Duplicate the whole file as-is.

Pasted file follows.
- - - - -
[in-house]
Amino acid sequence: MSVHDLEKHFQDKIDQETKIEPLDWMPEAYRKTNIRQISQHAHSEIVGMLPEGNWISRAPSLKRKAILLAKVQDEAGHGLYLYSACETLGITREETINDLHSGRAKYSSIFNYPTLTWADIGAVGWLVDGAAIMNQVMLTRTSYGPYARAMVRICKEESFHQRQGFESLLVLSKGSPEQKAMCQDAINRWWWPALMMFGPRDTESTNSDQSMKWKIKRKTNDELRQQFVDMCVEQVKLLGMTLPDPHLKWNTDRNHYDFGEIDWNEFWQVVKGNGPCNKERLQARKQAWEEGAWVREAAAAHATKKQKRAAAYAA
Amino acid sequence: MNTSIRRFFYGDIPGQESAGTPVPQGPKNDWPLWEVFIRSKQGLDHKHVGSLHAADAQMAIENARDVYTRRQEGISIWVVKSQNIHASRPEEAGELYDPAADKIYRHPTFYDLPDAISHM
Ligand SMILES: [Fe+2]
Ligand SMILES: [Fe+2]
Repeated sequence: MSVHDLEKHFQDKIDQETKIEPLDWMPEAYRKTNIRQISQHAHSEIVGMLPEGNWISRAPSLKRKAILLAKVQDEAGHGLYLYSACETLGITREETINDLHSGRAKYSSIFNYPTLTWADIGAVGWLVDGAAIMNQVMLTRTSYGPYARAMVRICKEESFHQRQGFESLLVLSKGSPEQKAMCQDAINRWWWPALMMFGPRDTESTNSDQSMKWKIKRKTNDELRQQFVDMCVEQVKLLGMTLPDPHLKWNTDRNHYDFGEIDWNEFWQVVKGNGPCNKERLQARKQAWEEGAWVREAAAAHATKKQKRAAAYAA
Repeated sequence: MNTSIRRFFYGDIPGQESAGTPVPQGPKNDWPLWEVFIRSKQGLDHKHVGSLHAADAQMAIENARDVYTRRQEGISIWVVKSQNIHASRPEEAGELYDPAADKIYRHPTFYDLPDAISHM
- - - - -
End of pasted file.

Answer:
[in-house]
Amino acid sequence: MSVHDLEKHFQDKIDQETKIEPLDWMPEAYRKTNIRQISQHAHSEIVGMLPEGNWISRAPSLKRKAILLAKVQDEAGHGLYLYSACETLGITREETINDLHSGRAKYSSIFNYPTLTWADIGAVGWLVDGAAIMNQVMLTRTSYGPYARAMVRICKEESFHQRQGFESLLVLSKGSPEQKAMCQDAINRWWWPALMMFGPRDTESTNSDQSMKWKIKRKTNDELRQQFVDMCVEQVKLLGMTLPDPHLKWNTDRNHYDFGEIDWNEFWQVVKGNGPCNKERLQARKQAWEEGAWVREAAAAHATKKQKRAAAYAA
Amino acid sequence: MNTSIRRFFYGDIPGQESAGTPVPQGPKNDWPLWEVFIRSKQGLDHKHVGSLHAADAQMAIENARDVYTRRQEGISIWVVKSQNIHASRPEEAGELYDPAADKIYRHPTFYDLPDAISHM
Ligand SMILES: [Fe+2]
Ligand SMILES: [Fe+2]
Repeated sequence: MSVHDLEKHFQDKIDQETKIEPLDWMPEAYRKTNIRQISQHAHSEIVGMLPEGNWISRAPSLKRKAILLAKVQDEAGHGLYLYSACETLGITREETINDLHSGRAKYSSIFNYPTLTWADIGAVGWLVDGAAIMNQVMLTRTSYGPYARAMVRICKEESFHQRQGFESLLVLSKGSPEQKAMCQDAINRWWWPALMMFGPRDTESTNSDQSMKWKIKRKTNDELRQQFVDMCVEQVKLLGMTLPDPHLKWNTDRNHYDFGEIDWNEFWQVVKGNGPCNKERLQARKQAWEEGAWVREAAAAHATKKQKRAAAYAA
Repeated sequence: MNTSIRRFFYGDIPGQESAGTPVPQGPKNDWPLWEVFIRSKQGLDHKHVGSLHAADAQMAIENARDVYTRRQEGISIWVVKSQNIHASRPEEAGELYDPAADKIYRHPTFYDLPDAISHM